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In his final book, The Fate of the Jews, 1933–49, the British historian David Cesarani lamented the ‘yawning gulf’ between popular understanding of the Holocaust and academic scholarship. This public event provides an opportunity to evaluate the continued relevance of Cesarani’s critique, as new initiatives are launched (the Imperial War Museum’s new Holocaust Galleries opened to the public in October 2021) and others undergo continued refinement (development of UK secondary school teaching on the Holocaust by UCL’s Institute of Education; plans for a UK Holocaust Memorial alongside Parliament).
What is the value of academic involvement in processes of public education and commemoration? To what extent is such involvement a reality, particularly in the UK? What are the prospects for further growth in collaborative initiatives, and what are the obstacles? And how far does our expanded digital world impact this relationship?
The event will be moderated by Professor Shirli Gilbert (UCL, Academic Director of the Sir Martin Gilbert Learning Centre) and Dr Andy Pearce (Institute of Education, UCL). Offered in collaboration with the British Association for Holocaust Studies.
Hannah Holtschneider teaches Jewish studies at the University of Edinburgh. She completed her PhD at the University of Birmingham, UK, and held post-doctoral fellowships at the Centre for the Study of Jewish-Christian Relations (Cambridge, UK) and the University of Cambridge (UK). She is the author of three monographs: German Protestants Remember the Holocaust (Lit. Verlag, 2001), The Holocaust and Representations of Jews: History and identity in the museum (Routledge, 2011), and Jewish Orthodoxy in Scotland: Rabbi Salis Daiches and Religious Leadership (Edinburgh University Press, Edinburgh 2019), and a range of articles on related topics.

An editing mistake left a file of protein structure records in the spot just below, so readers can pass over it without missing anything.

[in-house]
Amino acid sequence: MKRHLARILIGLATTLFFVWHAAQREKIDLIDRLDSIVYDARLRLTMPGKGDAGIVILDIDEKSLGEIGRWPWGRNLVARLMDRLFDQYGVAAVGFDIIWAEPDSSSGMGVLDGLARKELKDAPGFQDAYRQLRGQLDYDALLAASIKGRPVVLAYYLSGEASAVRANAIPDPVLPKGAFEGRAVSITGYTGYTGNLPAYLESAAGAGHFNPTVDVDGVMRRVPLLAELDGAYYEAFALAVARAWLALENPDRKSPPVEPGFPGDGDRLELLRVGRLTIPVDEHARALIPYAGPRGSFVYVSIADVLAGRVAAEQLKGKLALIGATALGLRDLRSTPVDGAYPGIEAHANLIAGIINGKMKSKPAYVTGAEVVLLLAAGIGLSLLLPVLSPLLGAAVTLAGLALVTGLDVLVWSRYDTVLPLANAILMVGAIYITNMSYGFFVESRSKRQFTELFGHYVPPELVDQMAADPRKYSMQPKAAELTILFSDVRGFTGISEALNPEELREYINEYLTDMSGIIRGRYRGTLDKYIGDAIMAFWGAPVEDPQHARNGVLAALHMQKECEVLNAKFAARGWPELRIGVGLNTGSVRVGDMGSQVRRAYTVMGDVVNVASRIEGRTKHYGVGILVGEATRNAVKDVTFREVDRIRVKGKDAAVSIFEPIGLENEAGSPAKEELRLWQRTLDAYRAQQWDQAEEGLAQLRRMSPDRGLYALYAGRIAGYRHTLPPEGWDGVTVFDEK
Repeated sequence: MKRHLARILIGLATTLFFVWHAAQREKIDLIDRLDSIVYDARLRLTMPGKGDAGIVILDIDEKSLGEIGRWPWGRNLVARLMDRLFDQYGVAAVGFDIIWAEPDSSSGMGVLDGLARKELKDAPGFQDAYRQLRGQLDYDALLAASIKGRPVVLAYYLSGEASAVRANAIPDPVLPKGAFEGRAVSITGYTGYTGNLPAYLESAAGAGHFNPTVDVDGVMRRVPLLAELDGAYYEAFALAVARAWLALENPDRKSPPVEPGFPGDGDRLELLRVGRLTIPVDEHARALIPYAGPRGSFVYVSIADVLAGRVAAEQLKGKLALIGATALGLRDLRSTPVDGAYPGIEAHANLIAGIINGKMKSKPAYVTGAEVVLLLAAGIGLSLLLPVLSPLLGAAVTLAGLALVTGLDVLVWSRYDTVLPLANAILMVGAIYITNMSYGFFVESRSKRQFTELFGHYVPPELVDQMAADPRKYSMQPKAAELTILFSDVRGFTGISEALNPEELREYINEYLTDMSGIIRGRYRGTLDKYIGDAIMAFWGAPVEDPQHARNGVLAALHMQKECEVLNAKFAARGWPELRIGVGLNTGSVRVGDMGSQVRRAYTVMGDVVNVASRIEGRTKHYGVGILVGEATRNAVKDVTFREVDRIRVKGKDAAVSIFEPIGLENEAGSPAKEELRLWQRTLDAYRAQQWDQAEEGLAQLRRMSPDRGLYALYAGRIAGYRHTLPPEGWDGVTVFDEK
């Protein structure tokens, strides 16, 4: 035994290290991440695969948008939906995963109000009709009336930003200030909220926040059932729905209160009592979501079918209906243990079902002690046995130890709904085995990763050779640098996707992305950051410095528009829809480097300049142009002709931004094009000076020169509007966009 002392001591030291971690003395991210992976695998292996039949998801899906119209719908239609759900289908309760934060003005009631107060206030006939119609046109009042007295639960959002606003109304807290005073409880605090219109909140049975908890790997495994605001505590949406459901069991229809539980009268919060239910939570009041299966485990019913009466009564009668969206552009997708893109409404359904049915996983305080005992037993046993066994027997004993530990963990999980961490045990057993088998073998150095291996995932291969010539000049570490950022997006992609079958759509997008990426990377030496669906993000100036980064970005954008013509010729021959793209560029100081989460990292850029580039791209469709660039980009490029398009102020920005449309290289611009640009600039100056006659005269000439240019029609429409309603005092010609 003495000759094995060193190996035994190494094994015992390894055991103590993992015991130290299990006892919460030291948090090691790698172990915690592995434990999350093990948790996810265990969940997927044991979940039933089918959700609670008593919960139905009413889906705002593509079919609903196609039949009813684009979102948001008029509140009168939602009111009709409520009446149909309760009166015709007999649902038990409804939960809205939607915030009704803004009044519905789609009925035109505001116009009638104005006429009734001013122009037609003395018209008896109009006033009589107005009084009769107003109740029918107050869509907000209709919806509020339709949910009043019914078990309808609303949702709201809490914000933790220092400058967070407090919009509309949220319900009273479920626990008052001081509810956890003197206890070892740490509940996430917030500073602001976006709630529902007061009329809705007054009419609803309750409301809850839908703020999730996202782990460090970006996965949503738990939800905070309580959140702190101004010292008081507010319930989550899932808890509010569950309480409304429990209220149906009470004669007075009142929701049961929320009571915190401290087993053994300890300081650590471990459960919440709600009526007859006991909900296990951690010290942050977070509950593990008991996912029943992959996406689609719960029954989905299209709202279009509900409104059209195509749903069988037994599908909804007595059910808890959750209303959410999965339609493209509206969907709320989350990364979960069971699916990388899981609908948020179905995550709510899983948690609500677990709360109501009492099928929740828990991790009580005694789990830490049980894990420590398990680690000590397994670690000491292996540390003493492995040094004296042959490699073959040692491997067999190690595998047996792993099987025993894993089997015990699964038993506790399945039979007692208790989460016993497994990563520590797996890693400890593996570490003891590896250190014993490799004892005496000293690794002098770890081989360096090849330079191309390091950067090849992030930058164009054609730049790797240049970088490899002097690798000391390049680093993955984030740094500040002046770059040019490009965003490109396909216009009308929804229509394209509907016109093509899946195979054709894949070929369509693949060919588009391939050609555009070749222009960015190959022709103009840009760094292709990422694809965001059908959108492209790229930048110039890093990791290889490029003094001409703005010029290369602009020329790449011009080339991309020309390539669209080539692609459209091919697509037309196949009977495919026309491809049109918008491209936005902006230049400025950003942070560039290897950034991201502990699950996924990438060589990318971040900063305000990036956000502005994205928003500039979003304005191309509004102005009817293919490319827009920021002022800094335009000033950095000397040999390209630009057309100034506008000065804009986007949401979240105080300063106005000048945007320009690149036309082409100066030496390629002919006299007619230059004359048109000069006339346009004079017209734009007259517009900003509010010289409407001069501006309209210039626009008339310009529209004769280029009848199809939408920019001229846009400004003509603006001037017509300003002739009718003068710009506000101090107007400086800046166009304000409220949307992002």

Tony Kushner is Professor in the Parkes Institute for the Study of Jewish/non-Jewish Relations and History Department at the University of Southampton. He has written widely on the British Jewish experience, especially social history and comparative migration. He has written several books, including Journeys from the Abyss: The Holocaust and Forced Migration from the 1880s to the Present (Liverpool University Press, 2017) and Southampton’s Migrant Past and Present (Parkes Institute, 2021). He is currently working on a study of a Jewish triple murderer and, with Dr Aimee Bunting, Co-Presents to the Holocaust. He is co-editor of the journal Patterns of Prejudice and deputy editor of Jewish Culture and History.
Alasdair Richardson is a Senior Fellow (Knowledge Exchange) at the University of Winchester. His research focuses on young people’s emotional engagement with the Holocaust, and he has published on this and other topics (most recently his book and exhibition ‘The Salesian Martyrs of Auschwitz’ tells the story of 22 Catholic priests sent to the camp from across Poland). Alasdair was a teacher and Deputy Headteacher for 18 years in Primary and Secondary schools and now works extensively in teacher education and professional development for serving teachers. He is a freelance educator for the Holocaust Educational Trust, a member of the HMDT Education Consultative Group, and he is currently working on a project funded by the Association for Jewish Refugees. His most recent publication explores Holocaust education as emotional labour.
Christine Schmidt is Deputy Director and Head of Research at The Wiener Holocaust Library, London, where she oversees academic programming and outreach. Her research has focused on the history of postwar tracing and documentation efforts, the concentration camp system in Nazi Germany, and comparative studies of collaboration and resistance in France and Hungary. She completed her PhD at Clark University, has been an adjunct lecturer at Gratz College in the US, and previously worked for the US Holocaust Memorial Museum in Washington and the Jewish Foundation for the Righteous in New York. Her recent publications include “Those Left Behind: Early Search Efforts in Wartime and Postwar Britain,” in Tracing and Documentation Victims of Nazi Persecution (de Gruyter, 2020); “‘We are all Witnesses’: Eva Reichmann and the Wiener Holocaust Library’s eyewitness Accounts Collection” in Agency and the Holocaust: Essays in Honor of Deborah Dwork (Palgrave, 2020); and “‘Privilege’ and Trauma: Sieg Maandag’s Climb Upwards,” forthcoming in American Imago in 2022.